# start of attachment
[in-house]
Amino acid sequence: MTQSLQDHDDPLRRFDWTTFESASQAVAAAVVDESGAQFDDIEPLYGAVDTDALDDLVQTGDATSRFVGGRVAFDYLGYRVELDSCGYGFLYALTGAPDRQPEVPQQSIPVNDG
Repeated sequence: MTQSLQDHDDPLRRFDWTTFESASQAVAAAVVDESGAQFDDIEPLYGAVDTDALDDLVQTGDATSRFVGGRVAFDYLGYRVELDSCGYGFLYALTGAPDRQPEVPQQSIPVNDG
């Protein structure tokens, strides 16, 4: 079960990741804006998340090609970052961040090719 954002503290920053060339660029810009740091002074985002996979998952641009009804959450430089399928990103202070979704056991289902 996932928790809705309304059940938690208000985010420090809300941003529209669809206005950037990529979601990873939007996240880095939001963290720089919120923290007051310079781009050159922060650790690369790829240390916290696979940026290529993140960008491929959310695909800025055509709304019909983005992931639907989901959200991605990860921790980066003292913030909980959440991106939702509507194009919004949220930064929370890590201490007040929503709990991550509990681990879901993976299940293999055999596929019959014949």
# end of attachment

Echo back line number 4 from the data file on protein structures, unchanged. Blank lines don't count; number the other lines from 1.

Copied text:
């Protein structure tokens, strides 16, 4: 079960990741804006998340090609970052961040090719 954002503290920053060339660029810009740091002074985002996979998952641009009804959450430089399928990103202070979704056991289902 996932928790809705309304059940938690208000985010420090809300941003529209669809206005950037990529979601990873939007996240880095939001963290720089919120923290007051310079781009050159922060650790690369790829240390916290696979940026290529993140960008491929959310695909800025055509709304019909983005992931639907989901959200991605990860921790980066003292913030909980959440991106939702509507194009919004949220930064929370890590201490007040929503709990991550509990681990879901993976299940293999055999596929019959014949």